Today’s writing challenge response comes from Arush Sharma.
Arush took the challenge from our November 2018 Ink Splat. The challenge said:
Sometimes I will write an existing scene from the point of view of another character. Because the Smith School books are in first person, from Abby’s point of view, it’s fun to see what things will look like through the eyes of Izumi or Charlotte or Toby. I haven’t done Mrs. Smith herself yet, but soon!
For your writing prompt, take a scene from one of your favorite stories (one you’ve written or one someone else has written) and retell that scene from the point of view of another character.
From the book, Hound of the Baskervilles by Arthur Conan Doyle
Scene: Death of the hound
written in the point of view of Sherlock Holmes (originally in John Watson’s view)
Sir Henry Baskerville was supposed to be on his way now, heading out in the moor from the Stapletons’ house. I looked at many possibilities to find a place to hide at. My gaze narrowed at a large boulder overlooking the entire moor. “Over here. Now, we shall wait in the excitement of Sir Henry coming back from his dinner at the moor. Then, soon, the hound shall come, lured by the essence of a Baskerville. Then, we will see our case.” We all lay behind the boulder, and my eyes fixated on the moor, waiting.
After about half an hour, there was no sign of the baronet. “I gave him clear instructions to go to Baskerville Hall through the moor. If he has failed me, I fear that we may never solve the mystery of the Hound of the Baskervilles.” I felt deeply angered about this. Then, Watson pointed out, “Look, a vague figure of a man!”
My eyes turned toward where Watson had pointed. There was an outline of a man standing in the moor. Then he started walking. Recognizing the clothes and built of the man, my smile returned. “Excellent job, Watson! It does turn out that the man followed my instructions.” After he came closer, we all knew that Sir Henry Baskerville was on his way home.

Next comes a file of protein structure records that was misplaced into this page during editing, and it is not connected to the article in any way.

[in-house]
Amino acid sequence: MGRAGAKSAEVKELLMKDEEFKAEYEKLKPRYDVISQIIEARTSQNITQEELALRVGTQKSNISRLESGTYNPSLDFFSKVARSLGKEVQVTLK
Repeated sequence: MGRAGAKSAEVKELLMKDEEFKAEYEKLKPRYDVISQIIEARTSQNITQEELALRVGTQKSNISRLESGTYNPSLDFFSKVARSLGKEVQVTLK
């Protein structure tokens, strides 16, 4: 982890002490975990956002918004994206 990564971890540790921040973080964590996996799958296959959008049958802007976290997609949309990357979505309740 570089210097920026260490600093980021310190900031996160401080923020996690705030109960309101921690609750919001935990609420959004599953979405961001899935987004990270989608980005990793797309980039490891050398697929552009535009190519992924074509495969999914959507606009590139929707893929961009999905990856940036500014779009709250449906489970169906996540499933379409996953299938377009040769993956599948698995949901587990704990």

We all readied our guns and waited for the hound to come. I looked all around the moor, from the massive mire on the other side, to the faraway gates of the manor which housed generations of the Baskerville family. The others were too busy having the fear of the hound in their minds. For me, this was the largest and most complex case brought to me at Baker Street. It was Christmas for me!
Then, I saw a blur near the Grimpen Mire. I started to smile, for any constable in a dummy police group could guess what was about to come in the moor. Lestrade looked at where the blur was. “It’s-it’s the hound, is it not?” Watson confirmed his guess. “Yes, yes it is.” They both trembled, but my body was jittering with excitement. The hound was here.
We heard a soft growl in the distance, and then a loud baying. Sir Henry was looking back the sound. This added more fear to him, and he started to break in a small run, legs trembling. We all pulled out our guns, for we saw an outline of a large dog. “Surely, it can’t be this big!” Watson said. I was very excited when the hound was bolting here, but after it got into sight, I realized why Sir Charles, Henry’s uncle, was frightened to death.
For a hound, it was extremely large and suffered with some sort of obesity. It was the size of a shire heavy horse, with long leaping legs. But that wasn’t what made the case interesting. Its eyes were coals of flame with no pupils, and its face was large and glowing. It was a devil from the bowels of hell, and it had come to feed on a Baskerville.
Everyone was frozen and staring aghast, for the abnormal conditions which the hound was in. I looked at them and shouted, “What are you waiting for? Fire!” We pulled out our revolvers and fired at the monster. It hit its back, and roared in annoyance. Sir Henry jumped to the ground and covered his head. I looked back at the hound. “Oh, it appears to have a strong hide! Well, let’s go attack him with this.” I pulled out a shotgun from my coat and ran toward the hound. Only way to bring down the beast. Lestrade and Watson slowly made their way towards me in spite of the danger.
I readied the shotgun at the hound. The hound forgot all about my companions and I and displayed some sense of his job by lunging towards Sir Henry. Watson screamed,”No! Shoot the beast!”
I pulled the trigger. The sound of the multiple bullets hurling towards the hound startled it and made my shot a complete success. A grin formed on my face and chuckled,”Don’t worry, Watson! I am not so careless as you think, the Baskervilles are safe.”
End of Scene: Death of the Hound